FYI...Spambot Kelihos update
Dec 10, 2012 - "... a Spambot that was shut down in September 2011 by Microsoft, but came back in January 2012. Various security researchers believe that Kelihos
(also known Hlux) is the replacement of the famous Storm Worm, which was active in 2007 and replaced by Waledac in 2009...Infecting removable drives
: ... Kelihos now has the capability to spread via removable drives, like USB sticks. The Kelihos gang implemented this feature on 2012-10-10...Switching from .eu to .ru
: Back in March 2012, Kelihos used a huge list of different domain names to spread itself and to provide fresh binaries (bot updates) to the botnet. In summer 2012 the Kelihos gang switched from TLD .eu to TLD .ru...The rise of Kelihos
: If we take a look at the global spam statistics today, the Kelihos gang has managed to get one of the biggest spam botnets world wide with 100k – 150k unique spamming IP addresses per day. In fact, Kelihos is as active as the famous Festi and Cutwail botnets, which have more or less the same number of spamming IP addresses per day. But what makes Kelihos so successful? First of all, Kelihos is not easy to shut down since it is using double FastFlux for their malware distribution domains and rely on P2P techniques for botnet communication. So there is no central botnet infrastructure. By adding the possibility to spread via removable drives, Kelihos also has a very effective way to spread itself across networks and computers even without the need of a central (distribution) infrastructure. Last but not least, the infection binaries associated with Kelihos I’ve seen so far have a very poor AV detection rate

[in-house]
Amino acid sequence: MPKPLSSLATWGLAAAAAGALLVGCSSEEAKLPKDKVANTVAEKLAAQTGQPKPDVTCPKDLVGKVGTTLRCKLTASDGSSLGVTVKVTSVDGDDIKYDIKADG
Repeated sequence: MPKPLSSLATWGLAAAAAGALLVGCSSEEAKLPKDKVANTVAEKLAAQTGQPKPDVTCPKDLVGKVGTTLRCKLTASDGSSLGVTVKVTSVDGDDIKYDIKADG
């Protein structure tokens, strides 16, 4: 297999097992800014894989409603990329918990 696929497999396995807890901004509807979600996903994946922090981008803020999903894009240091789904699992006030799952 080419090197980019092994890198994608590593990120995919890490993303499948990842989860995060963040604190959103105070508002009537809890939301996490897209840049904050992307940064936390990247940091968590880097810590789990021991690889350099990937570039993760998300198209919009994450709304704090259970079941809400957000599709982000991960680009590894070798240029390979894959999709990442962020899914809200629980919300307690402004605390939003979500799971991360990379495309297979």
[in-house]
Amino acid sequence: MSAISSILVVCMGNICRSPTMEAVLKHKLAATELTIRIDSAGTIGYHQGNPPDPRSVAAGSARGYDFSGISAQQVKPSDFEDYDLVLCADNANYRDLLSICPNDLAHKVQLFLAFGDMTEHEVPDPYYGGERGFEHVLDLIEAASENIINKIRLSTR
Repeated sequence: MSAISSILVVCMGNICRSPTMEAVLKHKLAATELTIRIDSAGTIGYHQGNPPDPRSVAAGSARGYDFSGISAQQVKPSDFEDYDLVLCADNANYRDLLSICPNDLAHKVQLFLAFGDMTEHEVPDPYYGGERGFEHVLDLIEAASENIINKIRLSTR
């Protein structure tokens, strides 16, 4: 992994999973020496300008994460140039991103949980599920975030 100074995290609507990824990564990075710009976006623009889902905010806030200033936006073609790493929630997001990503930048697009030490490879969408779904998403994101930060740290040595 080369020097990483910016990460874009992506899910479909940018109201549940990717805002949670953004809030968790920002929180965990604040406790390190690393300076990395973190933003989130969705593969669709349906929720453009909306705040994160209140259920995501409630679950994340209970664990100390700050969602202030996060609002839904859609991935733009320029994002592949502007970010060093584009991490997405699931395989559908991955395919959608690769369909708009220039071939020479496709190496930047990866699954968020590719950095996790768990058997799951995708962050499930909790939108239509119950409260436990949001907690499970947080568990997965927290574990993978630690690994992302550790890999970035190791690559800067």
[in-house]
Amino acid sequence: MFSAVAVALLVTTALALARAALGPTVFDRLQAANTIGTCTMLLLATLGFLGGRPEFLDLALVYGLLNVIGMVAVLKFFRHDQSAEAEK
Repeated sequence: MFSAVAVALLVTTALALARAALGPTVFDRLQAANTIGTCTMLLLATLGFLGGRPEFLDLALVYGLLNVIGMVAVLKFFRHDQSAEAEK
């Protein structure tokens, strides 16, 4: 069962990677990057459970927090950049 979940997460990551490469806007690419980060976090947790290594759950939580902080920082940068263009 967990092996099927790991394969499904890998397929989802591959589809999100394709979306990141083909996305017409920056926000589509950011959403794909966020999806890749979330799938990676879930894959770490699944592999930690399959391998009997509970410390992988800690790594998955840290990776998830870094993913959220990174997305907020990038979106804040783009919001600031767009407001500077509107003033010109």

So what can a network administrator do to mitigate this threat?
• Since Kelihos is using port 80 (usually used by the HTTP protocol) to communicate with the P2P drones, you should restrict outbound connections to port 80 TCP and implement a web proxy with protocol inspection capabilities (so that non-HTTP and non-HTTPs traffic that tries to go through the proxy gets blocked, and alerted on)
• Patch Windows (run Windows Update) to avoid exploitation through CVE-2010-2568
• Use port security on your devices to limit the usage of removable drives and prevent Kelihos from spreading through USB sticks etc
• Restrict outbound SMTP connections (port 25 TCP) to prevent Kelihos from sending out spam mails
• Restrict access to domain names hosted on dynamic IP addresses and/or whose DNS servers are hosted on dynamic IP addresses by using DNS PRZ* ..."